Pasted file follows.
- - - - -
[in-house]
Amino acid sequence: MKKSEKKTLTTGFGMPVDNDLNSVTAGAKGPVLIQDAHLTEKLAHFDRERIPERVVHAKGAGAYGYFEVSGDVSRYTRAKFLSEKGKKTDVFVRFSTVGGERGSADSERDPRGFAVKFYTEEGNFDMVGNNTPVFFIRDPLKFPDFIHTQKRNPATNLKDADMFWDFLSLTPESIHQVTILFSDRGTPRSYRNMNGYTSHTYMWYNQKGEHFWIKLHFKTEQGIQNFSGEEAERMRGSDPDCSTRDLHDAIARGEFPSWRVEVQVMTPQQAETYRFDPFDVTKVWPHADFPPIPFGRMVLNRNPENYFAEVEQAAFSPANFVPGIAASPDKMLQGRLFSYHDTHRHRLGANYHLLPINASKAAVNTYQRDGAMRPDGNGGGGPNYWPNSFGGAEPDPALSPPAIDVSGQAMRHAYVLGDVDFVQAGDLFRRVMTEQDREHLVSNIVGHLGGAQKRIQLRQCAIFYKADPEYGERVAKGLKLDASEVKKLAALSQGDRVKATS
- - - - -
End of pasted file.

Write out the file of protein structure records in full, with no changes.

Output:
[in-house]
Amino acid sequence: MKKSEKKTLTTGFGMPVDNDLNSVTAGAKGPVLIQDAHLTEKLAHFDRERIPERVVHAKGAGAYGYFEVSGDVSRYTRAKFLSEKGKKTDVFVRFSTVGGERGSADSERDPRGFAVKFYTEEGNFDMVGNNTPVFFIRDPLKFPDFIHTQKRNPATNLKDADMFWDFLSLTPESIHQVTILFSDRGTPRSYRNMNGYTSHTYMWYNQKGEHFWIKLHFKTEQGIQNFSGEEAERMRGSDPDCSTRDLHDAIARGEFPSWRVEVQVMTPQQAETYRFDPFDVTKVWPHADFPPIPFGRMVLNRNPENYFAEVEQAAFSPANFVPGIAASPDKMLQGRLFSYHDTHRHRLGANYHLLPINASKAAVNTYQRDGAMRPDGNGGGGPNYWPNSFGGAEPDPALSPPAIDVSGQAMRHAYVLGDVDFVQAGDLFRRVMTEQDREHLVSNIVGHLGGAQKRIQLRQCAIFYKADPEYGERVAKGLKLDASEVKKLAALSQGDRVKATS